As noted, plaintiff filed his complaint on January 8, 1982. If his cause of action accrued on July 7, 1981, when he learned of the arbitrator's award then the six month limitations period in Sec. 10(b) time bars this action. See Smith v. General Motors Corp., 747 F.2d 372 (6th Cir.1984) (en banc). If, as claimed by plaintiffs, his action accrued on July 10 when he actually received the arbitration papers then the instant action is not time-barred.


Plaintiff's own affidavit introduced into evidence indicates that he learned of the actual contents of the arbitration panel's award on July 7 when he met with union officials to discuss the situation. He had actual knowledge then of the award regardless of what the union officials told him about discontinuing his "moonlighting." He also knew on July 7 what the union had done in pursuing his grievance to arbitration and that the union would no longer contest the award which adversely affected him.2 There was no substantial factual controversy, then, concerning what plaintiff reasonably knew about the union's alleged breach of duty and the company's right to insist upon its rule limiting his outside business pursuits on July 7, 1981.


For purposes of a hybrid Sec. 301/unfair representation action, the time the statute of limitations begins to run is when the claimant knows or should have known of the union's alleged breach of its duty of fair representation. See Howard v. Lockheed-Georgia Co., 742 F.2d 612, 614 (11th Cir.1984); Metz v. Tootsie Roll Ind., Inc., 715 F.2d 299, 304 (7th Cir.1983), cert. denied, --- U.S. ----, 104 S.Ct. 976, 79 L.Ed.2d 214 (1984); Santos v. District Council, 619 F.2d 963, 969 (2d Cir.1980); Shapiro v. Cook United, Inc., 762 F.2d 49, 51 (6th Cir.) (per curiam); and Northwest Ind. Credit Union v. Salisbury, et al., No. 84-1115 (6th Cir. 7/11/85) (unpublished per curiam).


Regardless of plaintiff's belief of what the arbitration award entailed, he claimed, essentially, that the Union had not adequately prepared and presented his position during the arbitration hearing. Dowty, however, knew of or learned about all the facts relating to the Union's preparation of his case by the July 7 meeting. Coggins' assertion was not contradicted that plaintiff had read the Union's post hearing brief several times. We find no error, then, in the determination by the district court:


During the meeting held on [July 7, 1981], plaintiff learned of the arbitration panel's decision, read the hearing briefs of the union, ... and was informed of the response of the union to the decision. At that time, he was also aware of the union's conduct during the grievance and arbitration procedure, including the fact that the union had refused to permit him to be represented by his own counsel. By July 7, plaintiff was armed with all the facts with which he (or his attorney) needed to draft [p 23 in the complaint], which alleges that the union breached its duty of fair representation. In short, by July 7, 1981, plaintiff "knew or reasonably should have known that" the union, in his opinion had breached its duty of fair representation.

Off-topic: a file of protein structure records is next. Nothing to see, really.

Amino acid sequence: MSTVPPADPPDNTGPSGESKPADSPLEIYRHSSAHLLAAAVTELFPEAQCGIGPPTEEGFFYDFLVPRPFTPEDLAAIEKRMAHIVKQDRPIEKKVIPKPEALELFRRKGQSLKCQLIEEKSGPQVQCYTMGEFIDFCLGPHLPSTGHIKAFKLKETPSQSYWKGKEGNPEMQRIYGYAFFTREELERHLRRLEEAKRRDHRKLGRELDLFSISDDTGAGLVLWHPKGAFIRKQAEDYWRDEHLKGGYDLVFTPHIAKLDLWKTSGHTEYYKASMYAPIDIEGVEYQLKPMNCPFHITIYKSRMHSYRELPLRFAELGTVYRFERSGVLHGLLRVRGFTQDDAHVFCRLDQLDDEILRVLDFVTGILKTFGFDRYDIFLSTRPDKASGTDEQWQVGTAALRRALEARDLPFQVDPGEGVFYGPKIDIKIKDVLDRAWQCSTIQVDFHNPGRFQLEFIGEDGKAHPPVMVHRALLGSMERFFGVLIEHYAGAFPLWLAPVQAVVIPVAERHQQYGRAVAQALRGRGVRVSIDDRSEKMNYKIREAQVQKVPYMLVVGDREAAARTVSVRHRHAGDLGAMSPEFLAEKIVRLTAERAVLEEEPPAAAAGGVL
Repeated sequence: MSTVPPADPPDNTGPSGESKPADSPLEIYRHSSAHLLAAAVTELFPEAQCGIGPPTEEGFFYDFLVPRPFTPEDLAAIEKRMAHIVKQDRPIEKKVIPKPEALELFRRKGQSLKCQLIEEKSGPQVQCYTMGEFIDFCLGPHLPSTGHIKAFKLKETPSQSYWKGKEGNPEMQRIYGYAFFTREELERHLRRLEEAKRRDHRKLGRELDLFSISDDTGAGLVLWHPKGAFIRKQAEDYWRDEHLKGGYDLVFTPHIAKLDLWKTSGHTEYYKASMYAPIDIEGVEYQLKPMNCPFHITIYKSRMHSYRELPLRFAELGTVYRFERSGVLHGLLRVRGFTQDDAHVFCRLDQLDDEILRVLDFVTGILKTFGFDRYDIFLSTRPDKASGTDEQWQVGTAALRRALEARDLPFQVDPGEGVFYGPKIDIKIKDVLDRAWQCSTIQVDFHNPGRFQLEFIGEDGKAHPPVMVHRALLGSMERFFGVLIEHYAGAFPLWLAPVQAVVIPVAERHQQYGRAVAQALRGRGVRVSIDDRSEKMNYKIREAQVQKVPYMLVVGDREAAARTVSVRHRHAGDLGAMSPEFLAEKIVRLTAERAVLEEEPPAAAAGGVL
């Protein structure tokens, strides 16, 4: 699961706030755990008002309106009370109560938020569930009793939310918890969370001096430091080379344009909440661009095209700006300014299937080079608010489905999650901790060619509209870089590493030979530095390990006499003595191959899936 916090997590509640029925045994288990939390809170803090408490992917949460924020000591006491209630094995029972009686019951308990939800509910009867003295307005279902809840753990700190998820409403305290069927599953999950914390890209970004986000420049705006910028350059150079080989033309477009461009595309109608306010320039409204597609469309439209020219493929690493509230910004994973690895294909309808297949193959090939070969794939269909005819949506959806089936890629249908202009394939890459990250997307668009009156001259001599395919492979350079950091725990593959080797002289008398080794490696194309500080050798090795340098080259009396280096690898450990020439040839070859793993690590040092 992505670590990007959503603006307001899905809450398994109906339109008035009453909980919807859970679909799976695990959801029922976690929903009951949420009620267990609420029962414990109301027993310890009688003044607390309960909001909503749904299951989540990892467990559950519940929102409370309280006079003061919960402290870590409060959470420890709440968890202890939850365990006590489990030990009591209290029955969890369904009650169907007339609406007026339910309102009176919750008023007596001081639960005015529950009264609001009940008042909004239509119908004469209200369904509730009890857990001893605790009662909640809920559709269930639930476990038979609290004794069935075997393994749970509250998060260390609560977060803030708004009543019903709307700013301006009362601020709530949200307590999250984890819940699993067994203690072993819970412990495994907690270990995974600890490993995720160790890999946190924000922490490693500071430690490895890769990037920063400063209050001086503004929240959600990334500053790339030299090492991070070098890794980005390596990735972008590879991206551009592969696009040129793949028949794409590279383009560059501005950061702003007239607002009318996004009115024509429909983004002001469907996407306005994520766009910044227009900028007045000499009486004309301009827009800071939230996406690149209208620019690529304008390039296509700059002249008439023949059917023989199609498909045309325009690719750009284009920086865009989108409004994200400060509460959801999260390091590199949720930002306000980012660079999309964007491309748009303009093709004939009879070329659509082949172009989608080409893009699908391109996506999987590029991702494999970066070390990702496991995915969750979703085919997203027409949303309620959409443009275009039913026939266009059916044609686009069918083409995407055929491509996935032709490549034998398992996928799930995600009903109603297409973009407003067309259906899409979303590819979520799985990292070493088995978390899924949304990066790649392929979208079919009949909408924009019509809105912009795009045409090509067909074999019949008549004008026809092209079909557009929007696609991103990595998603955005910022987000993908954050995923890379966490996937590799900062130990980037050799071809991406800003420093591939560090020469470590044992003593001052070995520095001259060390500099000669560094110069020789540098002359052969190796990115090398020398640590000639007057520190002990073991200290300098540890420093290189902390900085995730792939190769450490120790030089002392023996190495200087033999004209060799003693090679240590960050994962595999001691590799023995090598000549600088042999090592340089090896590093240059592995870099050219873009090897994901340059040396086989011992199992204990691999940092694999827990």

(emphasis added).


We are not persuaded by plaintiff's argument that he cannot be deemed to have knowledge until he receives formal notice of the arbitrator's decision and award. Failure of an employee to receive a copy of an arbitration decision does not toll the running of limitations periods in Sec. 301 actions when he knows what the union has done to represent his interests and essentially the disposition of his grievance. See Brown v. Duff Truck Lines, Inc., 557 F.Supp. 194, 196 (S.D.Ohio 1983). To uphold plaintiff's contention, as the district court cogently noted, even if a claimant knew about the contents of an arbitration decision, his cause of action would never accrue if he never obtained a copy of the decision. We reject plaintiff's contention accordingly.


We affirm the judgment of the district court that the six month's limitation bars plaintiff's claims but remand for entry of the district court's final judgment as of August 26, 1981.


Paragraph IV of the Award states:

It is the judgment of a majority of the Board of Arbitration that the grievant be accorded an opportunity to determine within ten (10) days from the date of receipt of this Award whether he will agree to discontinue his outside business activity as a condition of being reinstated to his employment, without loss of seniority but without reimbursement for any incidental loss of earnings.



In addition to that part of the award set out in footnote 1, it provided, in pertinent part:

The Board of Arbitration finds and determines on the basis of the evidence adduced at the arbitration hearing, and consideration of documentary exhibits, and post hearing briefs, that the company's policy prohibiting certain types of "after-hours" work, or "moonlighting" on the part of its employees is reasonable, and within the recognized rights of management... the company's policy was orally communicated to the grievant in 1973 at the time he was hired, and that said policy was set forth in written form in 1977,....

The union is accorded the contractual right in each instance to challenge a plant rule, or policy unilaterally drafted by the company including the right to grieve the application of a rule....